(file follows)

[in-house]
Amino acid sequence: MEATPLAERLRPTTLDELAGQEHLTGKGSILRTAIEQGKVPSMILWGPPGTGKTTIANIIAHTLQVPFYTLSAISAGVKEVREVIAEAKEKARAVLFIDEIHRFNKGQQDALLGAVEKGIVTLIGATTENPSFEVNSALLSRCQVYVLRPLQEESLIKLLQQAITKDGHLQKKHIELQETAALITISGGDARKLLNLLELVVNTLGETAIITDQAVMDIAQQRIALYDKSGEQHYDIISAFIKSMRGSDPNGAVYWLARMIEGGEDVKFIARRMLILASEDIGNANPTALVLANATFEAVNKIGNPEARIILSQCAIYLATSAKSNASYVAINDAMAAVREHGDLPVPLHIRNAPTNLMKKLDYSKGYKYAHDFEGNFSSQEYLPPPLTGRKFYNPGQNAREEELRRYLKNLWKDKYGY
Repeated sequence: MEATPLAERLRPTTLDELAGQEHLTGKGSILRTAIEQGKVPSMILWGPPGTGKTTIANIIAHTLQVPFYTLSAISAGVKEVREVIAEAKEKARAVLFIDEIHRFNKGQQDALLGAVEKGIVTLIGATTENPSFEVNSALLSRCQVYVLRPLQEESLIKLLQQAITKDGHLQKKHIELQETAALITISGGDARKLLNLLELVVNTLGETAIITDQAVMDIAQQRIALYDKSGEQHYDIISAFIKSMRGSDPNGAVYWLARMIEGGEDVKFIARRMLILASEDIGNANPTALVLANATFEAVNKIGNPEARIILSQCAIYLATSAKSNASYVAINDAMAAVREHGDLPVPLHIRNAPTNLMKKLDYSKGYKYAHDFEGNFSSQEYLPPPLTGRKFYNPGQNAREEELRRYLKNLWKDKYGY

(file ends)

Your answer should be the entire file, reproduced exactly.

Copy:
[in-house]
Amino acid sequence: MEATPLAERLRPTTLDELAGQEHLTGKGSILRTAIEQGKVPSMILWGPPGTGKTTIANIIAHTLQVPFYTLSAISAGVKEVREVIAEAKEKARAVLFIDEIHRFNKGQQDALLGAVEKGIVTLIGATTENPSFEVNSALLSRCQVYVLRPLQEESLIKLLQQAITKDGHLQKKHIELQETAALITISGGDARKLLNLLELVVNTLGETAIITDQAVMDIAQQRIALYDKSGEQHYDIISAFIKSMRGSDPNGAVYWLARMIEGGEDVKFIARRMLILASEDIGNANPTALVLANATFEAVNKIGNPEARIILSQCAIYLATSAKSNASYVAINDAMAAVREHGDLPVPLHIRNAPTNLMKKLDYSKGYKYAHDFEGNFSSQEYLPPPLTGRKFYNPGQNAREEELRRYLKNLWKDKYGY
Repeated sequence: MEATPLAERLRPTTLDELAGQEHLTGKGSILRTAIEQGKVPSMILWGPPGTGKTTIANIIAHTLQVPFYTLSAISAGVKEVREVIAEAKEKARAVLFIDEIHRFNKGQQDALLGAVEKGIVTLIGATTENPSFEVNSALLSRCQVYVLRPLQEESLIKLLQQAITKDGHLQKKHIELQETAALITISGGDARKLLNLLELVVNTLGETAIITDQAVMDIAQQRIALYDKSGEQHYDIISAFIKSMRGSDPNGAVYWLARMIEGGEDVKFIARRMLILASEDIGNANPTALVLANATFEAVNKIGNPEARIILSQCAIYLATSAKSNASYVAINDAMAAVREHGDLPVPLHIRNAPTNLMKKLDYSKGYKYAHDFEGNFSSQEYLPPPLTGRKFYNPGQNAREEELRRYLKNLWKDKYGY